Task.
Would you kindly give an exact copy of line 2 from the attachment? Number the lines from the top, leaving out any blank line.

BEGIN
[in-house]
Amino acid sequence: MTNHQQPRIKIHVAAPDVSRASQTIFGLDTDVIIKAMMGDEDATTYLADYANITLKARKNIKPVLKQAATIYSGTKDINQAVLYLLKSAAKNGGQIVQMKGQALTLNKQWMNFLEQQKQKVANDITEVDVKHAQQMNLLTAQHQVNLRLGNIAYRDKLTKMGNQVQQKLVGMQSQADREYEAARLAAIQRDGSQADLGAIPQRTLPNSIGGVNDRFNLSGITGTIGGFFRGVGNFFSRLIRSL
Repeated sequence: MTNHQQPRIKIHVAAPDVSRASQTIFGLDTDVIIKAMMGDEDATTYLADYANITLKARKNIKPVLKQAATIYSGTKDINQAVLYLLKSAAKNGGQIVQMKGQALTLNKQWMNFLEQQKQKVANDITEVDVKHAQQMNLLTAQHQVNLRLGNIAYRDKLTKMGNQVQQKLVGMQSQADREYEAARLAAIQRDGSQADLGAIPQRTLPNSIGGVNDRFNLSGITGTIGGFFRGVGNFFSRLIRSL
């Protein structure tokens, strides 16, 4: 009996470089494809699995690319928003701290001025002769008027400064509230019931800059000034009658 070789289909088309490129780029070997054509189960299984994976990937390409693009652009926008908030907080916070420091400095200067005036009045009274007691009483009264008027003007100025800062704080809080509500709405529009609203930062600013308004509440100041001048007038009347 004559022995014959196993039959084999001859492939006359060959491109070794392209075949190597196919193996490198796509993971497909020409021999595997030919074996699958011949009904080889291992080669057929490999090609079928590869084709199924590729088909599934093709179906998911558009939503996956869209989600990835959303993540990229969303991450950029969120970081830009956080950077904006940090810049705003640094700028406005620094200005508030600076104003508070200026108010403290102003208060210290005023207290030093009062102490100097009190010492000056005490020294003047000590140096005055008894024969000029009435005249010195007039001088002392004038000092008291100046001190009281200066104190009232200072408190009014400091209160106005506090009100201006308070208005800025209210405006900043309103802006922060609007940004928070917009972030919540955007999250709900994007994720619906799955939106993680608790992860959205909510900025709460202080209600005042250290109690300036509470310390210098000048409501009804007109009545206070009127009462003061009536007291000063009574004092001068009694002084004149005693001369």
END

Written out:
Amino acid sequence: MTNHQQPRIKIHVAAPDVSRASQTIFGLDTDVIIKAMMGDEDATTYLADYANITLKARKNIKPVLKQAATIYSGTKDINQAVLYLLKSAAKNGGQIVQMKGQALTLNKQWMNFLEQQKQKVANDITEVDVKHAQQMNLLTAQHQVNLRLGNIAYRDKLTKMGNQVQQKLVGMQSQADREYEAARLAAIQRDGSQADLGAIPQRTLPNSIGGVNDRFNLSGITGTIGGFFRGVGNFFSRLIRSL